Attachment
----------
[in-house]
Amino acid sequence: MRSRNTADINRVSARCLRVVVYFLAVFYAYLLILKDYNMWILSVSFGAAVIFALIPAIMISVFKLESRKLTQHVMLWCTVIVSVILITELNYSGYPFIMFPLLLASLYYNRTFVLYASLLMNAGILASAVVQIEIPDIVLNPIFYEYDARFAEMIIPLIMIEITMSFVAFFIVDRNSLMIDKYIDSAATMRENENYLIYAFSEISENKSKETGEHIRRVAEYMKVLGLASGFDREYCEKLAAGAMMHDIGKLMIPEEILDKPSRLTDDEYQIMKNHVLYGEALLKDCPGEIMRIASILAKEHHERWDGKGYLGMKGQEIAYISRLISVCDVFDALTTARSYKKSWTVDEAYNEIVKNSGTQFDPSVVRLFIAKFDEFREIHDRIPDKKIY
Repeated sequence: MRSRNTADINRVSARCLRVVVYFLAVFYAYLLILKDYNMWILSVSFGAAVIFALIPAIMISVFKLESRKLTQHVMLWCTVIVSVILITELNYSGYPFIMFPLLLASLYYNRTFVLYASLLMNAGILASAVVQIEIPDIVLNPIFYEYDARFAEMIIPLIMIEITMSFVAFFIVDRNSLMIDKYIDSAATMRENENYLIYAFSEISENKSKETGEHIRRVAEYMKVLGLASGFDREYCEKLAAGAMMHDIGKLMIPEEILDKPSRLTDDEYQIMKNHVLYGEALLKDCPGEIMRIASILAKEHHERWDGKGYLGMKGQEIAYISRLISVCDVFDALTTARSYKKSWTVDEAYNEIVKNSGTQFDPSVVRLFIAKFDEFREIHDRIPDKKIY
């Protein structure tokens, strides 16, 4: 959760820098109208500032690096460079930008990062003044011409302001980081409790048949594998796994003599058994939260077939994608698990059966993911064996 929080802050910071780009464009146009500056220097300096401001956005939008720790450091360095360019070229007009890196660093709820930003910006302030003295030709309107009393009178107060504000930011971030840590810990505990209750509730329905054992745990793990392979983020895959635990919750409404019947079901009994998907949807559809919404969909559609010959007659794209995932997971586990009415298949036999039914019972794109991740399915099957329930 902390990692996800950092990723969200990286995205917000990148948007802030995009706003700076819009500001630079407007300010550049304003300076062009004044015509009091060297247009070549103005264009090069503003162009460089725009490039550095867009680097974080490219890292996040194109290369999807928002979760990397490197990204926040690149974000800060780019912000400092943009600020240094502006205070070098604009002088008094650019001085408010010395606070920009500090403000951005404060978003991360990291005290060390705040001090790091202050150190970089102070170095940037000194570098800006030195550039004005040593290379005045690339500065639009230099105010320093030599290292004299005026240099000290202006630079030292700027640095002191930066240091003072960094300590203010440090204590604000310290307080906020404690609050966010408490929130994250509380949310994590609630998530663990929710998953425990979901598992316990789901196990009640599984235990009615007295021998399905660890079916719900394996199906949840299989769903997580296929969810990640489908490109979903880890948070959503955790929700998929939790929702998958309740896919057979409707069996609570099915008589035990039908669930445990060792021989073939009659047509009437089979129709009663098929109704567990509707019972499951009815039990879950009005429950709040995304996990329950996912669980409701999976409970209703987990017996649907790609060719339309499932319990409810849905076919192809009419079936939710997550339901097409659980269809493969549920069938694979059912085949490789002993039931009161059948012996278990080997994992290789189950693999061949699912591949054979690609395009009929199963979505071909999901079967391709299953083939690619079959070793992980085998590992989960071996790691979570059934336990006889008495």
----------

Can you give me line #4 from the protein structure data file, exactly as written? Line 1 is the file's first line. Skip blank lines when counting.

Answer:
């Protein structure tokens, strides 16, 4: 959760820098109208500032690096460079930008990062003044011409302001980081409790048949594998796994003599058994939260077939994608698990059966993911064996 929080802050910071780009464009146009500056220097300096401001956005939008720790450091360095360019070229007009890196660093709820930003910006302030003295030709309107009393009178107060504000930011971030840590810990505990209750509730329905054992745990793990392979983020895959635990919750409404019947079901009994998907949807559809919404969909559609010959007659794209995932997971586990009415298949036999039914019972794109991740399915099957329930 902390990692996800950092990723969200990286995205917000990148948007802030995009706003700076819009500001630079407007300010550049304003300076062009004044015509009091060297247009070549103005264009090069503003162009460089725009490039550095867009680097974080490219890292996040194109290369999807928002979760990397490197990204926040690149974000800060780019912000400092943009600020240094502006205070070098604009002088008094650019001085408010010395606070920009500090403000951005404060978003991360990291005290060390705040001090790091202050150190970089102070170095940037000194570098800006030195550039004005040593290379005045690339500065639009230099105010320093030599290292004299005026240099000290202006630079030292700027640095002191930066240091003072960094300590203010440090204590604000310290307080906020404690609050966010408490929130994250509380949310994590609630998530663990929710998953425990979901598992316990789901196990009640599984235990009615007295021998399905660890079916719900394996199906949840299989769903997580296929969810990640489908490109979903880890948070959503955790929700998929939790929702998958309740896919057979409707069996609570099915008589035990039908669930445990060792021989073939009659047509009437089979129709009663098929109704567990509707019972499951009815039990879950009005429950709040995304996990329950996912669980409701999976409970209703987990017996649907790609060719339309499932319990409810849905076919192809009419079936939710997550339901097409659980269809493969549920069938694979059912085949490789002993039931009161059948012996278990080997994992290789189950693999061949699912591949054979690609395009009929199963979505071909999901079967391709299953083939690619079959070793992980085998590992989960071996790691979570059934336990006889008495």